Originally constructed as housing for workers of the local Willow Run plant in the 1940s, Parkridge Homes converted to public housing in the 1950s. The combination of age and insufficient funding for adequate maintenance resulted in the homes becoming substandard and nearly uninhabitable. The former homes were an unwelcome eyesore in the community and were considered by many to be housing of the last resort.
New Parkridge replaces the 70-year-old Parkridge public housing complex with a vibrant new development that has revitalized the neighborhood and turned a blighted, nearly vacant community into a highly coveted neighborhood with a waiting list.
New Parkridge features 86 brand new apartments and townhomes with on-site supportive services for individuals and families. The original apartments were completely demolished and replaced with the highest quality of rental housing—affordable or otherwise—in the City of Ypsilanti. The new community incorporates an environmentally-friendly design with a focus on safety. Rather than a collection of multi-family buildings, the design for New Parkridge was intended to provide residents with a sense of community, ownership and belonging. The project perfectly complements the YHC’s Hamilton Crossing, a dilapidated, 144-unit affordable housing property that was completely redeveloped about five years ago, located nearby on the Harriet Street Corridor. These two properties represent a majority of the Parkridge neighborhood.
New Parkridge’s “new urbanism” architectural design connects each home to the surrounding community and features street-facing homes with front porches, sidewalks, driveways and yards. Open spaces include playgrounds, a grilling area and a community garden. A community building with a large community room, kitchen, computer lab and offices for social workers and management staff is dedicated in honor of Amos Washington, the first African-American city council member and former director of the YHC responsible for overseeing the original Parkridge community in 1952.
Inside the Amos Washington Building, supportive services offered by Eastern Michigan University and Avalon Housing provide residents with access to services including health care, education, job training and placement, childcare, individualized case management planning, coordination of care provider services for health care, mental health and dental care, assistance with Medicaid enrollment, health education and wellness programs. Adult literacy, higher education instruction and leadership development are also offered. Residents are encouraged to engage in the Family Empowerment Program (FEP), a collaboration led by Eastern Michigan University that brings services and activities to residents with the goal of eliminating barriers to self-sufficiency and independence.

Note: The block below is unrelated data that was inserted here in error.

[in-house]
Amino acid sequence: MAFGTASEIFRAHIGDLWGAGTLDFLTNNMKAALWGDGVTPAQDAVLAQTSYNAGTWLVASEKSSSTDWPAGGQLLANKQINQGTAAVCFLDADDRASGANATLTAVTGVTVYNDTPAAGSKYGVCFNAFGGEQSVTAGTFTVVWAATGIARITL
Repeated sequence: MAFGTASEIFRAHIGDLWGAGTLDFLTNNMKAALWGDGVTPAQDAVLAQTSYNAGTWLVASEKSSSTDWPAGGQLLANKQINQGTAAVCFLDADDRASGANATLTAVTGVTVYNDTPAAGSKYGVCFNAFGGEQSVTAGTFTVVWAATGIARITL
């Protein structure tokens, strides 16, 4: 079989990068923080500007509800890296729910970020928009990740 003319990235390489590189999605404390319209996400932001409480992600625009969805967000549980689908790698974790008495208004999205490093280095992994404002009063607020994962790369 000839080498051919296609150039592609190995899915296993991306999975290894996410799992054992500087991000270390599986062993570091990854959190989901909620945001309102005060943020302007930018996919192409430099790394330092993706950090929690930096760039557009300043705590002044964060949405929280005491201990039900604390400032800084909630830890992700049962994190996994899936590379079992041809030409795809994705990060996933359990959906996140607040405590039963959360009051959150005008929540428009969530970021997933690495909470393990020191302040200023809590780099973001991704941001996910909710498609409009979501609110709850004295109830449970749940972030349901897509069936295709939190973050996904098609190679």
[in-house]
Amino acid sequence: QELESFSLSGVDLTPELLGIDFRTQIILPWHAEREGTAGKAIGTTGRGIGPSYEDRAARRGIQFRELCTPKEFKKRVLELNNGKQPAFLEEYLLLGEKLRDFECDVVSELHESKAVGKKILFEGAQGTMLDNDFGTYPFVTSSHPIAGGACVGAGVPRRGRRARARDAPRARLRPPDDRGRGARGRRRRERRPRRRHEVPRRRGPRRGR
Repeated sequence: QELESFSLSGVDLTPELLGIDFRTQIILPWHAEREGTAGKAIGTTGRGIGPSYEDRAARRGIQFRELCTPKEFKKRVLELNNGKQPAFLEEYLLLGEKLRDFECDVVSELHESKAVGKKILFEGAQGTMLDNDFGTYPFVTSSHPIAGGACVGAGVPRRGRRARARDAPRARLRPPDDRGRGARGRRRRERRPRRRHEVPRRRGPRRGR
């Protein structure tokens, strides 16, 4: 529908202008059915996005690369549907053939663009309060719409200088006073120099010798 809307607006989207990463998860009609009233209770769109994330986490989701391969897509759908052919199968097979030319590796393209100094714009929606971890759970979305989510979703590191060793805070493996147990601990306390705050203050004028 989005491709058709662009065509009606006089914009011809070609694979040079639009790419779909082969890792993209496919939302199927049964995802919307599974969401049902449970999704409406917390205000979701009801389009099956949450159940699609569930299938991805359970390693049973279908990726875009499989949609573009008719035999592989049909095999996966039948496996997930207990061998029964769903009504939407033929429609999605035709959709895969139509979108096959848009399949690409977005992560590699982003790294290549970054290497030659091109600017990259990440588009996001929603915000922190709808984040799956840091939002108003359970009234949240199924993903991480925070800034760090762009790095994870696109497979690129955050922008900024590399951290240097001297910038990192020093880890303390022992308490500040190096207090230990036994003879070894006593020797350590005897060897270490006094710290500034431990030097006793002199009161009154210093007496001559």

There is a seemingly endless need for affordable housing in Ypsilanti. When waiting lists opened in February 2017 for the New Parkridge and Deborah Strong Housing developments, approximately 1,400 applications were received in a single week. Apartments at New Parkridge were leased immediately upon completion and the property has consistently maintained 100% occupancy.
New Parkridge serves families and individuals of lower socio-economic status and great financial need. Poverty is a commonality, as eligible residents are considered very low income. 77 of the 86 units are subsidized with Section 8 Project-Based Rental Assistance and the property currently has a waiting list of over 250.
For decades, the YHC struggled to adequately address the growing backlog of capital needs amid diminishing federal funding. HUD’s Rental Assistance Demonstration (RAD) provided a pathway to compete for Low Income Housing Tax Credits, an incredibly valuable resource for affordable housing development that was previously inaccessible under the public housing program. The YHC applied for the RAD program, which is designed to create a more stable funding stream and allow access to private financing by converting public housing funding to Section 8 contracts, and partnered with Baltimore-based developer Chesapeake Community Advisors to apply for Low Income Housing Tax Credits (LIHTC) through the Michigan State Housing Development Authority (MSHDA). Two unsuccessful LIHTC applications were submitted (Fall 2013, Spring 2014) before the project was finally awarded credits following its third application in the Fall of 2015. The project received widespread support from the City of Ypsilanti as well as federal, state and local elected officials.
New Parkridge is incredibly cost-effective. Because HUD’s RAD program requires that the Section 8 funding converted from public housing not exceed the original amount, contract rents for New Parkridge are substantially low. On average (1 to 4 bedrooms), contract rents for New Parkridge are $575. This is below the market rate for even a 1-bedroom unit in Washtenaw County.